flexProps: {
flexDirection: "ROW",
justifyContent: "CENTER",
alignItems: "CENTER",
},
},
});
}

onShow() {
super.onShow();
Application.statusBar.visible = false;
this.headerBar.visible = false;
}

onLoad() {
super.onLoad();
this.centerizeTheChildrenLayout();

const { TB_HEIGHT_ANDROID, isIOS, NORMAL_FONT } = this;

this.flWrapper = new StyleableFlexLayout();
this.imgShow = new StyleableImageView({
height: 20,
image: "images://smartface.png",
imageFillType: ImageView.FillType.ASPECTFIT,
});

this.mtbUsername = new StyleableMaterialTextBox({
hint: "Username",
onActionButtonPress: (e) => this.mtbPassword.requestFocus(),
});

this.mtbUsername.onTextChanged = (e) => {
// Reset error message
this.mtbUsername.errorMessage = "";
};

this.mtbPassword = new StyleableMaterialTextBox({
hint: "Password",
onActionButtonPress: (e) => this.mtbPassword.removeFocus(),
});
this.mtbPassword.isPassword = true;
this.mtbPassword.onTextChanged = (e) => {
// Reset error message
this.mtbPassword.errorMessage = "";
};
this.mtbPassword.android.rippleEnabled = true;
this.mtbPassword.android.rippleColor = Color.RED;
this.mtbPassword.rightLayout = { view: this.imgShow, width: 30 };

this.btnLogin = new StyleableButton({
text: "Login",
onPress: (): void => {
// If username or password doesn't exist, show error message
let usernameExists = !!this.mtbUsername.text;
let passwordExists = !!this.mtbPassword.text;
!usernameExists && (this.mtbUsername.errorMessage = "Invalid username");
!passwordExists && (this.mtbPassword.errorMessage = "Invalid password");
},
});

this.mtbUsername.ios.clearButtonEnabled = true;
this.mtbUsername.keyboardType = KeyboardType.android.TEXTSHORTMESSAGE;
this.mtbPassword.ios.clearButtonEnabled = true;

this.addChild(this.flWrapper, "flWrapper", ".sf-flexLayout", {
flexProps: {
alignItems: "CENTER",
},
height: 300,
});

let materialtextboxOptions = Object.assign(
{
width: 200,
font: NORMAL_FONT,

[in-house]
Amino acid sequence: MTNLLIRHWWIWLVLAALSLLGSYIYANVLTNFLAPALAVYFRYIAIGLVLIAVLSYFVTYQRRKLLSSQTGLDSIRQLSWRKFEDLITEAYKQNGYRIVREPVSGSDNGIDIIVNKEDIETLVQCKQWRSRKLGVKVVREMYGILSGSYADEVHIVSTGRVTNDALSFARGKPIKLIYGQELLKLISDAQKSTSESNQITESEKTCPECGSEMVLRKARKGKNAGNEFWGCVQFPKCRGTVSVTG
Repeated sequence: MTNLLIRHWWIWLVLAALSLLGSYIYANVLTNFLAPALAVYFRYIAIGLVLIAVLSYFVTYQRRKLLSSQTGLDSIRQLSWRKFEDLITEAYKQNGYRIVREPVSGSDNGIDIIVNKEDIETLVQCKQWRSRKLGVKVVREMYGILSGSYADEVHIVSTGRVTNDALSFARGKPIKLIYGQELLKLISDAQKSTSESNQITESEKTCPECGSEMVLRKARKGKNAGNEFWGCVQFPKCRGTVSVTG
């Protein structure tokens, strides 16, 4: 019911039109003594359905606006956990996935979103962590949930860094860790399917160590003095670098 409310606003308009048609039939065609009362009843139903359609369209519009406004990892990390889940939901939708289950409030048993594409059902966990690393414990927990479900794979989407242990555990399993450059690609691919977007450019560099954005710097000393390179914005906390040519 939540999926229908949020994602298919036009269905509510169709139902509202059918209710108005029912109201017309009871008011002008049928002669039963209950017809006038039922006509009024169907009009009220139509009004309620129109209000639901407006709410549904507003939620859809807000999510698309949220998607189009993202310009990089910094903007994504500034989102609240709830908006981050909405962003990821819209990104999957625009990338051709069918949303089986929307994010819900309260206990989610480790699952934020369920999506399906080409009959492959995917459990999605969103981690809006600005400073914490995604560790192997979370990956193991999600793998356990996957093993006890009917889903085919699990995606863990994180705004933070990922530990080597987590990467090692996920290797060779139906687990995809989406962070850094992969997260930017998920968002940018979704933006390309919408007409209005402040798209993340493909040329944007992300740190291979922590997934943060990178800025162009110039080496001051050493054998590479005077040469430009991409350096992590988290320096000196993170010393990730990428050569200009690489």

labelsFont: NORMAL_FONT,
borderWidth: 0,
},
isIOS ? {} : { height: TB_HEIGHT_ANDROID }
);

this.flWrapper.addChild(this.mtbUsername, "mtbUsername", ".sf-textBox", materialtextboxOptions);

this.flWrapper.addChild(this.mtbPassword, "mtbPassword", ".sf-textBox", materialtextboxOptions);

this.flWrapper.addChild(this.btnLogin, "btnLogin", ".sf-button", {
top: 20,
height: 60,
width: 200,
backgroundColor: "#00A1F1",
});
}
}
Height & Width difference
  • If height isn't specified in iOS, it is considered as the minimum height required. Android always requires height.
  • If width isn't specified, looks tight than required in Android and iOS matches it parent width.
  • Recall that you can define OS specific styles using rules with UI Editor.

Adjusting Text Size

There are three labels of the size that can be modified.

Unselected Hint Text

mtbUsername.labelsFont = Font.create(Font.DEFAULT, 22, Font.NORMAL);
//Font size >> 22dpi

The font size used in the Material Textboxes can be set to a specific value through the style.xml file. These changes can be observed in the published app, not on emulator.

<resources>
<style name="SFMaterialTextBoxHintAppearance" parent="TextAppearance.Design.Hint" >
<item name="android:textSize">40dp</item>
</style>
<style name="SFMaterialTextBoxErrorTextAppearance" parent="TextAppearance.Design.Error" >
<item name="android:textSize">10dp</item>
</style>
</resources>

Selected Hint Text Size

  • Modify style.xml file below SFMaterialTextBoxHintAppearance.

Error Text Size

  • Modify style.xml file below SFMaterialTextBoxErrorTextAppearance.

Colors

There are total of 4 main colors of MaterialTextBox

  • Color of text shown in default
  • Color of line under the text where user is able to edit
  • Color of hint which appears at the top
  • Color of the cursor (not changeable for both platforms)

Also 3 different states of MaterialTextBox

  • Default state, when user didn't interact with MaterialTextBox
  • Selected state, when is focused on MaterialTextBox
  • Error state, when errorMessage is shown

Changing Colors

Currently some colors are not changeable on both platforms. Here is what you may change:

Tips & Tricks

  • The Android only property, enableErrorMessage is not mandatory to use, but recommended. Not assigning it may cause unexpected results. Enabling error and counter in initialization time that will draw space for those views. By default disabling error messages causes a little bit bounce, in order to handle must be set enable out of the gate then assign.
  • It is not recommended to use flexGrow on both Android and iOS.
  • To change the keyboard appearance when it is touched on MaterialTextBox, refer here.
Known Issue

Currently there is no way to change font size on Android while using labelsFont property. Any given font size parameter will be ignored.